‘Napping Princess’ graces UK cinema screens

The UK’s been very fairly lucky this year and had its fair share of anime screenings in cinemas, something which a few years ago I could only dream of. A lot of these UK film screenings have come courtesy of Anime Limited and the most recent one to grace UK cinema screens for the first time was Kenji Kamiyama’s Napping Princess.

High-schooler Kokone lives in a sleepy little town with her mechanic father (hot anime dad alert, btw). Instead of studying for entrance exams, she can’t help repeatedly falling asleep. When she does, she dreams of a fantastic technological world in which she is the princess. But three days before the 2020 Olympics, her father is kidnapped, leaving behind only a mysterious cracked tablet as a clue. As Kokone tries to find her father and evade her captors, in between suddenly falling asleep, the boundary between dream and reality becomes more blurred and Kokone learns more about her own family secrets, including what happened to her mother.

Napping Princess‘ story isn’t overly-convoluted and isn’t on the same tear-jerker level as other recent anime films I’ve seen, but I nonetheless found it very charming and very accessible. It’s rating is PG, making it a great family film, although it was predominantly adults with big child-like imaginations in our screening. For me, anime is about escapism and exciting adventures, be they big or small, and Napping Princess ticks all these boxes. While I don’t want to elaborate too much and spoil the plot, there is significant story development and some heart-racing scenes. There’s also plenty of light-hearted comedy scattered throughout, which even the most serious or ‘slice of life’ films require. It’s not simply a lovely little laugh-a-minute story though – the tears came at the end for me, during the ending credits.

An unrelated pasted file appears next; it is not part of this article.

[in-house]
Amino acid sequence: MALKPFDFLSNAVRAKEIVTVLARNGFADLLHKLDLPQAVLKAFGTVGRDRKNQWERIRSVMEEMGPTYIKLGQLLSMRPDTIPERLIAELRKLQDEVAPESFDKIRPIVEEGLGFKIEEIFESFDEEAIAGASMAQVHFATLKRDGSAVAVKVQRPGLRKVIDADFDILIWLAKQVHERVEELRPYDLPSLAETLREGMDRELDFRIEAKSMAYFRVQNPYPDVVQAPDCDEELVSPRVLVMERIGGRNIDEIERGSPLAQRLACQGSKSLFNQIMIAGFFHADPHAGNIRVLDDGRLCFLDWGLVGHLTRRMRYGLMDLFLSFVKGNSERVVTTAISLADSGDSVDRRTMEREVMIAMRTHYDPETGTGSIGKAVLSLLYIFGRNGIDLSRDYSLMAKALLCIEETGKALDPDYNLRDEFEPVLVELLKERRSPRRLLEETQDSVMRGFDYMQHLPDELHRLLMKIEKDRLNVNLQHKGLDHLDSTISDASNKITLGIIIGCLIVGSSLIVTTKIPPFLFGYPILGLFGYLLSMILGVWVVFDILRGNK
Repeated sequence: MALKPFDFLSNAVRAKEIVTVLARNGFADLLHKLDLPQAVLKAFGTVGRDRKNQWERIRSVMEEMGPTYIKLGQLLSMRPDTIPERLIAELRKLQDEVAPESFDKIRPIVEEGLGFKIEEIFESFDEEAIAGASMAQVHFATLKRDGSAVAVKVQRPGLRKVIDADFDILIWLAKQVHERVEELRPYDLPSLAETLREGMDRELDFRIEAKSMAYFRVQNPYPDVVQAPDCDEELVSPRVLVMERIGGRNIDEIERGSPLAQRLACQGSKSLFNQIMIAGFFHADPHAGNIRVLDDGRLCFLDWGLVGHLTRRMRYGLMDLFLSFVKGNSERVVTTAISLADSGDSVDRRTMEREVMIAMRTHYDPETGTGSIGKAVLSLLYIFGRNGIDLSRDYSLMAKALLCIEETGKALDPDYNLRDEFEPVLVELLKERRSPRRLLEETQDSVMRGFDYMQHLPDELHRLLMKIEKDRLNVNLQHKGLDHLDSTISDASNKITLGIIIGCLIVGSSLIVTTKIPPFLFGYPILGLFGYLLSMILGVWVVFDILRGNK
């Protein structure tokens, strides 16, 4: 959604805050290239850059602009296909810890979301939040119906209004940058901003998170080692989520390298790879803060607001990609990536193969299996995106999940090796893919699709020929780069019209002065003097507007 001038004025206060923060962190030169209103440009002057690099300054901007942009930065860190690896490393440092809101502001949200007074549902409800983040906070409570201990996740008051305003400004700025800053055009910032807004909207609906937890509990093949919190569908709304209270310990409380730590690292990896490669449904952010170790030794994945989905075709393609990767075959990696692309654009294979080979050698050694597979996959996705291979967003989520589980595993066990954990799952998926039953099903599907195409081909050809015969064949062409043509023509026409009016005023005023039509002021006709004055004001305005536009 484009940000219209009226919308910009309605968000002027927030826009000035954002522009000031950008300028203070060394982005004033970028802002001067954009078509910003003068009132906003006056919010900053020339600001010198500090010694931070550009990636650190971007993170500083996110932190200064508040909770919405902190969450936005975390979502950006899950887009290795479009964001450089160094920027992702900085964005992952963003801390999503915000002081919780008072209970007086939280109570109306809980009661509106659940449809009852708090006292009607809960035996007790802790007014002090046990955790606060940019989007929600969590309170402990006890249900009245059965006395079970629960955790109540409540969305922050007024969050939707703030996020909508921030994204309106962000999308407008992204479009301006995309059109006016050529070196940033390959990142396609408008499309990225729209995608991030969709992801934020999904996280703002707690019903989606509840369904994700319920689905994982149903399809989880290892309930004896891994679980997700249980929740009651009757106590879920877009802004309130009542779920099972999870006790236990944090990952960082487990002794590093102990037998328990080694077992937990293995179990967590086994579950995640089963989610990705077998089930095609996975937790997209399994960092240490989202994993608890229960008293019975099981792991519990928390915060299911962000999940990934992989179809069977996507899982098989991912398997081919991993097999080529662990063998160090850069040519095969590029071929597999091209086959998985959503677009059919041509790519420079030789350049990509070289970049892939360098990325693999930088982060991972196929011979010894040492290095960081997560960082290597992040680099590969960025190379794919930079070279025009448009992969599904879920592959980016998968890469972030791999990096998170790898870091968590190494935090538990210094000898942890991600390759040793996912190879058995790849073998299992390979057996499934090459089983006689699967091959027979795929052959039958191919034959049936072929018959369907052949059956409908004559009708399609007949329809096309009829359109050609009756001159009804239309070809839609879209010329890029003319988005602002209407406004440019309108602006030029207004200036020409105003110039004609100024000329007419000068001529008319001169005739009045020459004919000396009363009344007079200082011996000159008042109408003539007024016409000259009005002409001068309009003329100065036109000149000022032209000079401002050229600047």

In terms of characters, my personal favourites were Sawatari Morio, Kokone’s childhood friend who unwittingly gets caught up in her adventures and for whom many of the comedy moments are reserved for, and Kokone’s dad (admittedly mainly because he is a super cool hot anime dad who looks no older than 30). The moustachioed villain who pursues Kokone is bordering on stereotype but he is also pretty hilarious is a dastardly villain kind of way.

The director of Napping Princess is Kenji Kamiyama, who has been behind other anime masterpieces such as Ghost in the Shell: Stand Alone Complex, Eden of the East, 009 Re Cyborg and Moribito: Guardian of the Spirit. That alone stands this film in good stead for me.

Although Napping Princess probably hasn’t won this blog’s coveted ‘film of the year’ award, it’s earned a special place in my heart and is one I’d happily recommend. Its story is charming and develops nicely, its visuals appealing to the eyes and soundtrack to the ears. Not only that, but the centrality of tablets and technology and the Olympics makes it a very timely film. While there were one or two points where I was questioning what was going on and how Kokone was jumping around in between waking and napping, I was prepared to let it slide and just be taken along for the ride.


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